It’s been a rough season for BYU Basketball so far, and a large reason for that has been the lack of player development from season to season.
BYU Basketball is heavy on upperclassmen this season, with two seniors and eight juniors. Usually that’s a recipe for success, since players tend to improve with experience and work.
Yet the Cougars are struggling through their worst season in more than a decade. And there are a myriad of reasons:
- Poor defense, especially on the road.
- No reliable third scorer behind Yoeli Childs and TJ Haws
- Panic when things go wrong, compounding an opponent’s scoring run
Those aren’t the things you’d expect from a veteran team. Usually the added experience helps teams keep calm in bad situations and play focused defense, but that hasn’t been the case for BYU.
You can blame it on a lot of things, and the truth probably lies in some combination of lack of discipline, lack of defensive coaching, bad playcalling and gameplanning, and lack of focus.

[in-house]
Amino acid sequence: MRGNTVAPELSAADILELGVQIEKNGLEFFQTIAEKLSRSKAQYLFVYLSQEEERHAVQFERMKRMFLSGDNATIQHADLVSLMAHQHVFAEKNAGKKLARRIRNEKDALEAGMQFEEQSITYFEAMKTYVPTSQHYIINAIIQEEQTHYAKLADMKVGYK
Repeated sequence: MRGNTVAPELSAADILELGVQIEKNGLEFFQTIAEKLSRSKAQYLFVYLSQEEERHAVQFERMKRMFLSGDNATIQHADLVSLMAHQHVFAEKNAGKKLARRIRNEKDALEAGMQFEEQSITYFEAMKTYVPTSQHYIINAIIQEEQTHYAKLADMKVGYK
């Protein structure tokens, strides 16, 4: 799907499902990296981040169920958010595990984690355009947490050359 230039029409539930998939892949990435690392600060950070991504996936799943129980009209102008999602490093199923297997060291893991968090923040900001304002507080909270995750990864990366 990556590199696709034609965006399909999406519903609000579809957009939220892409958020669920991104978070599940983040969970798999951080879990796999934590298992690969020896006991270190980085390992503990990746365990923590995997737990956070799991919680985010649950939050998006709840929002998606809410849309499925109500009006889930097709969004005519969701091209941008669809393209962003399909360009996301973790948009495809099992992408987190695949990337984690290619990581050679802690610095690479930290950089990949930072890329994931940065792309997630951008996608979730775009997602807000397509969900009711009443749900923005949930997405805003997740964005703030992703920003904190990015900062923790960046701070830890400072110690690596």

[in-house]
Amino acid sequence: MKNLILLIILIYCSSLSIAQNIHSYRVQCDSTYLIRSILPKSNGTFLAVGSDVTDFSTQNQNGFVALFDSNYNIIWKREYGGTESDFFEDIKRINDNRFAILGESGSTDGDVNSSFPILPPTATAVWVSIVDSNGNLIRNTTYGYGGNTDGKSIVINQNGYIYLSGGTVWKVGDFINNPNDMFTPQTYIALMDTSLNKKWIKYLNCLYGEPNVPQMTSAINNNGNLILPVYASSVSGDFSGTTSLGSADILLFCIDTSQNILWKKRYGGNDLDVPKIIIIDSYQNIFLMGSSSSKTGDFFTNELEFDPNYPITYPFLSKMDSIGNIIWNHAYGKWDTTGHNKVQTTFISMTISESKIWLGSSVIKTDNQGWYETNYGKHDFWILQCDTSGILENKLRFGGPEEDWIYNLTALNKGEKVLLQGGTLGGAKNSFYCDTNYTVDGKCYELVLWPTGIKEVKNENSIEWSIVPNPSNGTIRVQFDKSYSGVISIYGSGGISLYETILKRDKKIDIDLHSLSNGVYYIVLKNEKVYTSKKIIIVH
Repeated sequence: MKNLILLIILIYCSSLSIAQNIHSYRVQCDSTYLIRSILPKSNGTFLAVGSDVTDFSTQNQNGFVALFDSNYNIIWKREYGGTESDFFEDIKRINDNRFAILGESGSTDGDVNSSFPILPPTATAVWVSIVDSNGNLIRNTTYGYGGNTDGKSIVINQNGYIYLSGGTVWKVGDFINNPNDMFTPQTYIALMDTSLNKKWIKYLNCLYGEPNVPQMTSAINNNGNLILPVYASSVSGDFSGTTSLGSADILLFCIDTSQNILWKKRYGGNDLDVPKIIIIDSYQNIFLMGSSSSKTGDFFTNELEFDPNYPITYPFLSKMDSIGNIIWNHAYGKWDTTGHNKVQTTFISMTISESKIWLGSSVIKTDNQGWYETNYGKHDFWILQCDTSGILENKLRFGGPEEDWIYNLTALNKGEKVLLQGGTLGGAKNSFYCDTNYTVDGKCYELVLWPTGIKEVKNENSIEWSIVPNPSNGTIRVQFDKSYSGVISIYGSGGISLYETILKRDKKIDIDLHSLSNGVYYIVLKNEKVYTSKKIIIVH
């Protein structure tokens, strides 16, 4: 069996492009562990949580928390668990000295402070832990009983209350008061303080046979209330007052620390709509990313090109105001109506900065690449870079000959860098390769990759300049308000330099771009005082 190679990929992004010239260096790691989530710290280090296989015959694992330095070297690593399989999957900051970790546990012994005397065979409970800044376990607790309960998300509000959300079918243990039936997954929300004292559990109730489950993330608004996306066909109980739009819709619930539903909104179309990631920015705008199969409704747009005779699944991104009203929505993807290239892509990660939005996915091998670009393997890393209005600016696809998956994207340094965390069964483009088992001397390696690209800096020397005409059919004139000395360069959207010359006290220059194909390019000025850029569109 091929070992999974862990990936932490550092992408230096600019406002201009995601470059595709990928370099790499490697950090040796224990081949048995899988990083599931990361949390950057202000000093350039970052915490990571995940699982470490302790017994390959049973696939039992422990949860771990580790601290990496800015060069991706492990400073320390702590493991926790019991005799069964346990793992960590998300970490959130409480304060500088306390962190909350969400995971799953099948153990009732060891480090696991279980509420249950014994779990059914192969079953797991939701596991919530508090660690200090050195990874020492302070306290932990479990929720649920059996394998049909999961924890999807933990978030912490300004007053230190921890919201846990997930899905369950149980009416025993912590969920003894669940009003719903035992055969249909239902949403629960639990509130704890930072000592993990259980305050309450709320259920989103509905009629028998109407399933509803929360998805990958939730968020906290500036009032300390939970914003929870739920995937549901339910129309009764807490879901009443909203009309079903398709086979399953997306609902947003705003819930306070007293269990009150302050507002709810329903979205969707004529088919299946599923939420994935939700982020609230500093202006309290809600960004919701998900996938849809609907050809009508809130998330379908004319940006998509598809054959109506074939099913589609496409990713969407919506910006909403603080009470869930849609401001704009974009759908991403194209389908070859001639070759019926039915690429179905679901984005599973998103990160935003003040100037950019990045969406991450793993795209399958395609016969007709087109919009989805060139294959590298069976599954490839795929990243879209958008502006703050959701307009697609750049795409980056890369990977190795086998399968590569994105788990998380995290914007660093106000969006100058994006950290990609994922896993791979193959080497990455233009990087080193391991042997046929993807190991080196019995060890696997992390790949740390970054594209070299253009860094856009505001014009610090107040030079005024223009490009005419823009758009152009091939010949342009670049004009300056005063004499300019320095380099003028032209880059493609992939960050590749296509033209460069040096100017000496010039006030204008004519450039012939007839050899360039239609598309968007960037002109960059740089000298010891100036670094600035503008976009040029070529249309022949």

And here’s another one: player development.
Now a lack of player development hasn’t been true for every player. Yoeli Childs has improved every season, although his turnovers are still a problem. TJ Haws has been drastically better this season, seeing his shooting touch return and his decision-making improve after a sub-par 2017-18 campaign.
Over the past few years, BYU’s stars have shown improvement while the role players have tended to stagnate. Eric Mika improved before leaving for Europe. So did Elijah Bryant. Just imagine a lineup this season featuring Haws, Bryant, Childs, and Mika…
But the role players have shown little to no improvement in production as their Cougar careers have progressed. In fact some have regressed.
Let’s take a look at a few examples.